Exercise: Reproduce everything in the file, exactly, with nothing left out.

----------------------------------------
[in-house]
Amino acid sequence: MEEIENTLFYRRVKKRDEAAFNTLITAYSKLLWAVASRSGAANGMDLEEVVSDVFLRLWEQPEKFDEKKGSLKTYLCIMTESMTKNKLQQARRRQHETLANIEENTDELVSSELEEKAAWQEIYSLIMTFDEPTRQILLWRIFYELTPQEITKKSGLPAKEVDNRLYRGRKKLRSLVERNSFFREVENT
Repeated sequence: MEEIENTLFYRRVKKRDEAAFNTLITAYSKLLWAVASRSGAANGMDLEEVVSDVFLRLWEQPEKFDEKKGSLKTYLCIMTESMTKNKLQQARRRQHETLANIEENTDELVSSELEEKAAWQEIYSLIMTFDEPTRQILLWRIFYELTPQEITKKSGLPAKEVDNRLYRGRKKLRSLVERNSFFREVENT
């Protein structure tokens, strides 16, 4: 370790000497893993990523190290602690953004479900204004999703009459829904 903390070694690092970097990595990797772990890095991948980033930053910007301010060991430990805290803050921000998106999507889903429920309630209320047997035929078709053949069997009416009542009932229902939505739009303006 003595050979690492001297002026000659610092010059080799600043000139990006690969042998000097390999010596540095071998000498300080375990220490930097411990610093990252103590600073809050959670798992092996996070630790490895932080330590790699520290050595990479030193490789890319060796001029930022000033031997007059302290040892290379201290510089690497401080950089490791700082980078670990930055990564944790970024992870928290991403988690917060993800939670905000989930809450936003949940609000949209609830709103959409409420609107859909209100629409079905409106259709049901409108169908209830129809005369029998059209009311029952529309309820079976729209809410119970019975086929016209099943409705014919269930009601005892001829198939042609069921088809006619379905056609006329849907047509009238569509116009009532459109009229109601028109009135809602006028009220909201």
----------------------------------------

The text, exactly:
[in-house]
Amino acid sequence: MEEIENTLFYRRVKKRDEAAFNTLITAYSKLLWAVASRSGAANGMDLEEVVSDVFLRLWEQPEKFDEKKGSLKTYLCIMTESMTKNKLQQARRRQHETLANIEENTDELVSSELEEKAAWQEIYSLIMTFDEPTRQILLWRIFYELTPQEITKKSGLPAKEVDNRLYRGRKKLRSLVERNSFFREVENT
Repeated sequence: MEEIENTLFYRRVKKRDEAAFNTLITAYSKLLWAVASRSGAANGMDLEEVVSDVFLRLWEQPEKFDEKKGSLKTYLCIMTESMTKNKLQQARRRQHETLANIEENTDELVSSELEEKAAWQEIYSLIMTFDEPTRQILLWRIFYELTPQEITKKSGLPAKEVDNRLYRGRKKLRSLVERNSFFREVENT
């Protein structure tokens, strides 16, 4: 370790000497893993990523190290602690953004479900204004999703009459829904 903390070694690092970097990595990797772990890095991948980033930053910007301010060991430990805290803050921000998106999507889903429920309630209320047997035929078709053949069997009416009542009932229902939505739009303006 003595050979690492001297002026000659610092010059080799600043000139990006690969042998000097390999010596540095071998000498300080375990220490930097411990610093990252103590600073809050959670798992092996996070630790490895932080330590790699520290050595990479030193490789890319060796001029930022000033031997007059302290040892290379201290510089690497401080950089490791700082980078670990930055990564944790970024992870928290991403988690917060993800939670905000989930809450936003949940609000949209609830709103959409409420609107859909209100629409079905409106259709049901409108169908209830129809005369029998059209009311029952529309309820079976729209809410119970019975086929016209099943409705014919269930009601005892001829198939042609069921088809006619379905056609006329849907047509009238569509116009009532459109009229109601028109009135809602006028009220909201």